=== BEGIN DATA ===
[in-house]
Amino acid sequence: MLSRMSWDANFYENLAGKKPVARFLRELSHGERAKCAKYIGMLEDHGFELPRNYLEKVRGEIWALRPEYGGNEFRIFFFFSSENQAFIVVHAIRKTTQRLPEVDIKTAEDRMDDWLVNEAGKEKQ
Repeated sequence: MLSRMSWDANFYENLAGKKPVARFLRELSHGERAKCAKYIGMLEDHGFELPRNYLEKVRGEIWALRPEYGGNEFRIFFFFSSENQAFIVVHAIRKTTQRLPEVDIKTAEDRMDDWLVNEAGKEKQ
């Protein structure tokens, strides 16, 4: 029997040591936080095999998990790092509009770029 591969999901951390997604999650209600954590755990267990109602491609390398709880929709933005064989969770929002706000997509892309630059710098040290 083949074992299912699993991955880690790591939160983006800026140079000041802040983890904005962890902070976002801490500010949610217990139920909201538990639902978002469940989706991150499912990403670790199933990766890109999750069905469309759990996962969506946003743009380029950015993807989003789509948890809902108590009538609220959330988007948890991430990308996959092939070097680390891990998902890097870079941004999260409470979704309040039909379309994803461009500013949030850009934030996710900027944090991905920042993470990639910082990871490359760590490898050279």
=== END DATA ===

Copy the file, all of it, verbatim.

[in-house]
Amino acid sequence: MLSRMSWDANFYENLAGKKPVARFLRELSHGERAKCAKYIGMLEDHGFELPRNYLEKVRGEIWALRPEYGGNEFRIFFFFSSENQAFIVVHAIRKTTQRLPEVDIKTAEDRMDDWLVNEAGKEKQ
Repeated sequence: MLSRMSWDANFYENLAGKKPVARFLRELSHGERAKCAKYIGMLEDHGFELPRNYLEKVRGEIWALRPEYGGNEFRIFFFFSSENQAFIVVHAIRKTTQRLPEVDIKTAEDRMDDWLVNEAGKEKQ
């Protein structure tokens, strides 16, 4: 029997040591936080095999998990790092509009770029 591969999901951390997604999650209600954590755990267990109602491609390398709880929709933005064989969770929002706000997509892309630059710098040290 083949074992299912699993991955880690790591939160983006800026140079000041802040983890904005962890902070976002801490500010949610217990139920909201538990639902978002469940989706991150499912990403670790199933990766890109999750069905469309759990996962969506946003743009380029950015993807989003789509948890809902108590009538609220959330988007948890991430990308996959092939070097680390891990998902890097870079941004999260409470979704309040039909379309994803461009500013949030850009934030996710900027944090991905920042993470990639910082990871490359760590490898050279």